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How Do Scuba Divers Master Their Underwater Techniques?

By ALETHIA Carver Subscribe to RSS | July 18th 2012 | Views:

Every scuba diver must have at least an understanding of her techniques - or take a chance of potential death experiences. On each dive the diver watches the diving abilities all at one time, and keeps aware of those abilities all through the dive.

Certain underwater skills are necessary for the diver's safety on every scuba experience. Every diver must have at least a an understanding of his skills - or face potential death experiences.

On each descent the diver keeps track of the diving abilities consistently, and maintains awareness of those techniques during the entire dive.

The best way for scuba divers to control their underwater abilities is through experience and rehearsal.

The basic diving abilities that are "necessary" for underwater safety include:

Knowing where, and how far away your dive buddy is.

Buoyancy control.

Proper weighting.

Your depth.

How long you've been at depth.

Air consumption.

Underwater obstacles.

Making sure you don't touch the coral.

Finning technique.

Equipment dangle.

Losing sight of a scuba partner makes for safety hazard for both divers. The same holds true when partners get too far apart.

When you can't see your dive buddy he can't keep track of you. If your, or your scuba buddy's, gear gets entangled or snagged, the hung diver risks staying down too long if he can't release himself. When you're too far away from each other, even if you see your dive partner's in peril, you may not reach him soon enough to dislodge him before injury.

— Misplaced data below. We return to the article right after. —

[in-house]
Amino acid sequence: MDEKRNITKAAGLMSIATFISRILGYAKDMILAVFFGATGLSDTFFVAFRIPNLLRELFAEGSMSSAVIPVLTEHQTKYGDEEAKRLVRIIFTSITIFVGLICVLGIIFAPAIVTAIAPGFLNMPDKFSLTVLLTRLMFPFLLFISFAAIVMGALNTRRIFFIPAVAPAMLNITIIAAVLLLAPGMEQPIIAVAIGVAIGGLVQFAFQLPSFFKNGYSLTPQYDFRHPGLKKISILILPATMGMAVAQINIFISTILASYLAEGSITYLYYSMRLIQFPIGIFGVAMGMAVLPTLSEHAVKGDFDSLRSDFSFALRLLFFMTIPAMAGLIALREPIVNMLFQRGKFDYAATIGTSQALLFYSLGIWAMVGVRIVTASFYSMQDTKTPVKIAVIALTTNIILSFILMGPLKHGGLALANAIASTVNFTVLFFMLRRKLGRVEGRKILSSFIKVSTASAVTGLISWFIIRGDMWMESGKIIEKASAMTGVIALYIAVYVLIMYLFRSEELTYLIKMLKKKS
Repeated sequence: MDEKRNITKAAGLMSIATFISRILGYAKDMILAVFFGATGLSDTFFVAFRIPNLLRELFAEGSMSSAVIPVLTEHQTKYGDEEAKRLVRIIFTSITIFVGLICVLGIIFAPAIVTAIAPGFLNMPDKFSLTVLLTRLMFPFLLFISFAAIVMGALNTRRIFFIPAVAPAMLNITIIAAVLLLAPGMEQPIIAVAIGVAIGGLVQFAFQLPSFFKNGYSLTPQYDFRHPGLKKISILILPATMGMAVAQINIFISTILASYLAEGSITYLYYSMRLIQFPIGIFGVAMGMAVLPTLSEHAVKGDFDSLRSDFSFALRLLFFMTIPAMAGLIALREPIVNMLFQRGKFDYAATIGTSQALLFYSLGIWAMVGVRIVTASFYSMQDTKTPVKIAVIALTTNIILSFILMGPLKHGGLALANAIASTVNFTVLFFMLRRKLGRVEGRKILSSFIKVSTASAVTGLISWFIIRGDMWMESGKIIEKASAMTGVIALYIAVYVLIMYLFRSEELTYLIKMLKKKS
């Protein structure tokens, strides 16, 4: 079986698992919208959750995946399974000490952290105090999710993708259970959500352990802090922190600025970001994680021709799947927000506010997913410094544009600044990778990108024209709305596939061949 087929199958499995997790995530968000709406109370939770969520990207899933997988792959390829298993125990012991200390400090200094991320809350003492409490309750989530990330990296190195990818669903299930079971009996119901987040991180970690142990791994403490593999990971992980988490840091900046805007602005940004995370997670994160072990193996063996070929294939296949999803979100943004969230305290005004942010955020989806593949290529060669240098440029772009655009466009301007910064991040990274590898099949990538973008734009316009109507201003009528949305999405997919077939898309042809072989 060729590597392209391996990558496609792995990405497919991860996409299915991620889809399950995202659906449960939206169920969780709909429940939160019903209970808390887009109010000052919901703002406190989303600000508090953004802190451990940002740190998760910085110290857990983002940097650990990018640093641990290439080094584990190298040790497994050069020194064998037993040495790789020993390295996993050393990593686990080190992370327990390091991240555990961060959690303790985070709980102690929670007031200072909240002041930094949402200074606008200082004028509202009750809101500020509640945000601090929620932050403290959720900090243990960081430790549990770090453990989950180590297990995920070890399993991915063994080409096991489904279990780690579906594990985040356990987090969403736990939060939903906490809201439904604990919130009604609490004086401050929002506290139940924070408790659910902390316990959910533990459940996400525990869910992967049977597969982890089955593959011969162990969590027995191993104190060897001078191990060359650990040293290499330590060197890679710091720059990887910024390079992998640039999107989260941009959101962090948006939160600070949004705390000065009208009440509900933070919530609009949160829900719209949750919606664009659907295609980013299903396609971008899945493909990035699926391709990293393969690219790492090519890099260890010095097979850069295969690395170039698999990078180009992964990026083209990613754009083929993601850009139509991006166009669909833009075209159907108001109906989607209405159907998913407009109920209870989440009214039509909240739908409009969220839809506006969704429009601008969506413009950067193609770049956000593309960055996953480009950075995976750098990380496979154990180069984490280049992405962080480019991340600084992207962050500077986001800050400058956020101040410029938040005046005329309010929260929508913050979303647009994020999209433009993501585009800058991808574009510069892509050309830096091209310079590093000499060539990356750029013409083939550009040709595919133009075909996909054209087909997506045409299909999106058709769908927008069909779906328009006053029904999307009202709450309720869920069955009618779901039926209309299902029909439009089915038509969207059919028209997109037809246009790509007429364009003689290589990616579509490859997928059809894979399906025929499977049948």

Buoyancy control is one of those skills that show an accomplished diver. When you get this ability right you hover along almost perfectly level. Your body mildly goes up and drifts downward as you inhale and exhale.

When you have unpracticed buoyancy control you bounce all over the place. Ramming into the reef, and bottom. Or darting upward causing the chance of damaged lungs.

Knowing how much weight you need directly impacts buoyancy control. When your weight is right you'll find controlling the level of your depth easier to control.

When you have too much weight you battle gravity, and plunge into the coral and bottom. With insufficient weight you scream to the top.

Keeping an eye on how deep you are helps you have a pleasant experience during your dive without tickling the tail of the dragon we call atmospheric pressure.

Knowing how long you've been at depth also helps you keep from getting bent.

Running out of air at depth puts you in an obvious predicament.

Environment dangers come in a variety of forms at depth. Obstructions like rock and the structures of wrecks overhead restrict your ability to surface unencumbered if the need arises.

Predatory sea life sometimes attacks from the blind side. On a dive in the Bahamas a diver I know felt a nudge. Busy taking pictures at the time, he thought at first the bump was his buddy goofing off. After a second nudge he looked up to see a Hammerhead shark coming at him. He pushed the shark off with his camera, until the shark left.

Fortunately for him that Hammerhead decided he wasn't hungry enough to struggle against the camera for a meal.

Every conscientious diver knows that any form of reef contact damages the coral. That ruins the coral for future divers.

When your dive equipment hangs loosely it slides across the reef. This is coral contact, resulting in destroyed reef.

accomplished scuba divers carry out all these proficiencies habitually. They appear to have an automatic skill to do this stuff skills all at one time while enjoying their dive outing.

And they all gain their level of skills mastery by experience and practice. They get that by scuba diving often.

ALETHIA Carver - About Author:
Get Joe's save air eBook at: Sip Your Air. Visit, for scuba articles, books, and diving gifts.

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